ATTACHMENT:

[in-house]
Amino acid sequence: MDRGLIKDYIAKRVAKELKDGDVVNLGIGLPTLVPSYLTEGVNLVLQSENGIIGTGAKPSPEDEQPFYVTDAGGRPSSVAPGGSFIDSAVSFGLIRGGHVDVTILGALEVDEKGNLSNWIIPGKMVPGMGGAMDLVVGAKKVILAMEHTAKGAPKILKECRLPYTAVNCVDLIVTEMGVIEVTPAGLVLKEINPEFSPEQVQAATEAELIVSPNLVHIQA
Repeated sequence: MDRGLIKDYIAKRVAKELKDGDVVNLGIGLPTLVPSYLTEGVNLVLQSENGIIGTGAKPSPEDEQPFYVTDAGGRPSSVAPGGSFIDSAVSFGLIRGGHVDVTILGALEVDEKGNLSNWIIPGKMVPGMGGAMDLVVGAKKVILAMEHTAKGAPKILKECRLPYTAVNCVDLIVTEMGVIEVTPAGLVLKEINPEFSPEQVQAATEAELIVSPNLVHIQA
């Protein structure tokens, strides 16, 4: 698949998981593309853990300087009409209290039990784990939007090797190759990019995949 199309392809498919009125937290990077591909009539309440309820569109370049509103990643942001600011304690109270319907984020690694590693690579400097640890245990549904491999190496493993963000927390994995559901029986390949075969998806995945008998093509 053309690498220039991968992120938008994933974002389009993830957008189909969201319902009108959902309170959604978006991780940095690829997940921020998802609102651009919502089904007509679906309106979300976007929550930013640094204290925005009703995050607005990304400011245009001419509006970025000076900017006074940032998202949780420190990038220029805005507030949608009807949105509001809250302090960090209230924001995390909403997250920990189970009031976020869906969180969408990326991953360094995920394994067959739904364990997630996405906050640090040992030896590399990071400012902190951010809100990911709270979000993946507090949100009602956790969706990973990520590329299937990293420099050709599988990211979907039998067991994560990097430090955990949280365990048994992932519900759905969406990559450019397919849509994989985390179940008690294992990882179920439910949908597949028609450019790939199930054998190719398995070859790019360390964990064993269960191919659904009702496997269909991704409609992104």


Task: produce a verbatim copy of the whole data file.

[in-house]
Amino acid sequence: MDRGLIKDYIAKRVAKELKDGDVVNLGIGLPTLVPSYLTEGVNLVLQSENGIIGTGAKPSPEDEQPFYVTDAGGRPSSVAPGGSFIDSAVSFGLIRGGHVDVTILGALEVDEKGNLSNWIIPGKMVPGMGGAMDLVVGAKKVILAMEHTAKGAPKILKECRLPYTAVNCVDLIVTEMGVIEVTPAGLVLKEINPEFSPEQVQAATEAELIVSPNLVHIQA
Repeated sequence: MDRGLIKDYIAKRVAKELKDGDVVNLGIGLPTLVPSYLTEGVNLVLQSENGIIGTGAKPSPEDEQPFYVTDAGGRPSSVAPGGSFIDSAVSFGLIRGGHVDVTILGALEVDEKGNLSNWIIPGKMVPGMGGAMDLVVGAKKVILAMEHTAKGAPKILKECRLPYTAVNCVDLIVTEMGVIEVTPAGLVLKEINPEFSPEQVQAATEAELIVSPNLVHIQA
């Protein structure tokens, strides 16, 4: 698949998981593309853990300087009409209290039990784990939007090797190759990019995949 199309392809498919009125937290990077591909009539309440309820569109370049509103990643942001600011304690109270319907984020690694590693690579400097640890245990549904491999190496493993963000927390994995559901029986390949075969998806995945008998093509 053309690498220039991968992120938008994933974002389009993830957008189909969201319902009108959902309170959604978006991780940095690829997940921020998802609102651009919502089904007509679906309106979300976007929550930013640094204290925005009703995050607005990304400011245009001419509006970025000076900017006074940032998202949780420190990038220029805005507030949608009807949105509001809250302090960090209230924001995390909403997250920990189970009031976020869906969180969408990326991953360094995920394994067959739904364990997630996405906050640090040992030896590399990071400012902190951010809100990911709270979000993946507090949100009602956790969706990973990520590329299937990293420099050709599988990211979907039998067991994560990097430090955990949280365990048994992932519900759905969406990559450019397919849509994989985390179940008690294992990882179920439910949908597949028609450019790939199930054998190719398995070859790019360390964990064993269960191919659904009702496997269909991704409609992104």